How to Maximize Performance Improvement ROI: Start with Analysis

Performance Analysis

In our recent blog post about what it takes to truly improve performance in an organization, we discussed the importance of not diving into adopting a “fix” to a performance deficit before you are sure that your solution will yield the business value you are seeking. You risk dedicating significant budget to an initiative that fails to change behaviors or conditions that are contributing to the performance deficit. 

To ensure you invest wisely in initiatives that will yield sustainable change for the better, start by conducting up-front analysis of needs within your organization, jobs and tasks being completed, the people completing those jobs and tasks, what learning they may require, and how to best meet those requirements. Starting with performance analysis allows you to “dip in a toe” to performance improvement before taking a plunge that requires risking more resources. 

It may sound like extra work, but as instructional design professionals specializing in improving performance through knowledge and skill transfer, we can assure you that the minor investment in performance improvement planning and additional analysis up front is well worth the value it provides in the end. 

Where Do We Start with Analysis?

To determine what sort of performance improvement investments will deliver the highest ROI for your organization right now, you must first pinpoint what problems your organization is facing. This will help you figure out what sort of analysis to conduct to maximize return on your performance improvement budget. 

Do any of these problems sound familiar?

  • I have employees who are not performing their jobs properly.
  • I have a performance problem, but I haven’t identified the cause(s).
  • I need to onboard new hires, but I don’t have effective, standardized training.
  • I have employees who are required to do something new within their current jobs.
  • I am not sure if training will solve my performance problems.

If you are facing any of these issues, you likely need to start with a performance analysis. A performance analysis involves:

  • Documenting applicable business goals.
  • Determining what work outputs affect the achievement of those goals.
  • Understanding who creates those output and the performance standards governing them.
  • Recognizing the behaviors of and tasks performed by these individuals and what influences them.
  • Identifying appropriate interventions to shift behaviors and improve task completion quality.
  • Agreeing upon how success will be measured.

What If We Already Did a Performance Analysis?

Perhaps you don’t have any of the problems that would lead you to a performance analysis, or perhaps you already conducted a performance analysis and reached the conclusion that you do, in fact, need to develop training to solve the problems you are facing. If that is the case, ask yourself:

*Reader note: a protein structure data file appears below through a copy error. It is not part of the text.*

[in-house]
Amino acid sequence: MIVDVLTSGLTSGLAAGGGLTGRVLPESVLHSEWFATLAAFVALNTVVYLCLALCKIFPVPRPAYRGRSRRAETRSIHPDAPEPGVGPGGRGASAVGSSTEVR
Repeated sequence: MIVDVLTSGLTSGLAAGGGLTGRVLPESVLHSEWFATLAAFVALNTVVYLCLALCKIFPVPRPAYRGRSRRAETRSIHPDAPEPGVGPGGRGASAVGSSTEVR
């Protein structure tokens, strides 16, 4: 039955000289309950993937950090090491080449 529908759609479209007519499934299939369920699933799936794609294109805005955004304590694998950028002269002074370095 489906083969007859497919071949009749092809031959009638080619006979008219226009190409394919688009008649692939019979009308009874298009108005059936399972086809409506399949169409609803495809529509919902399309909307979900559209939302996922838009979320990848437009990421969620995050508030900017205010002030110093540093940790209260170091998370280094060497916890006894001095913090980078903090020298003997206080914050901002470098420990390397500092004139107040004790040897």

• Do I know the best way to deliver necessary training? 
  • Do I have enough data about the audience to effectively design the training?
  • Have I identified the tasks that need to be the focus of training?
  • Do I know what knowledge, skills, or attitudes are required to perform these tasks?

If you answered “No” to any of these questions, you likely could benefit from a training analysis. This type of analysis plays an important role in helping you be sure your training initiative is properly targeted prior to you beginning actual training design. Training analysis involves:

  • Documenting applicable business goals.
  • Recognizing characteristics of the individuals to be trained.
  • Understanding the tasks performed by these individuals and the associated skills and knowledge needed
  • Identifying the ideal delivery methods for delivering training to these performers.
  • Setting performance objectives.
  • Agreeing upon how success will be measured.

What If Training Analysis is Complete?

Let’s say a delivery method analysis was already done, and you know the best way to deliver the training. You have identified the performance and learning objectives, and you have detailed information about the audience. You know where the knowledge needs to be stored, and you know what needs to be measured to ensure the training was successful. Then what?In this case, you are ready for training design. This step transitions you from analysis into design, and often involves working direction with an instructional design specialist. Training design includes:

  • Documenting the purpose of the training.
  • Designing an ideal approach to training, as well as instructional strategies.
  • Determining the proper sequence of the content. 
  • Identifying tools to measure the success of the training.
  • Establishing project milestones.

Find the Best Path Forward for Your Situation

Regardless of where you are in the early stages of performance improvement planning, an investment of upfront effort can greatly improve your chances of receiving a strong return on your performance improvement budget; and you don’t have to do this alone: Working with a performance improvement specialist from the beginning helps you move smoothly from performance analysis to training development to progress measurement and retention efforts. 

Whether you choose to work with performance improvement specialists or not, we encourage you to work through the levels of analysis laid out above to make sure you get the most out of your investments of time and energy. To make it easier, download this one-page, at-a-glance resource that summarizes the considerations explained in this blog post.

If you need help navigating the analysis process, give us a call at (330) 650-4777. A Radcom performance improvement expert will be happy to assist you.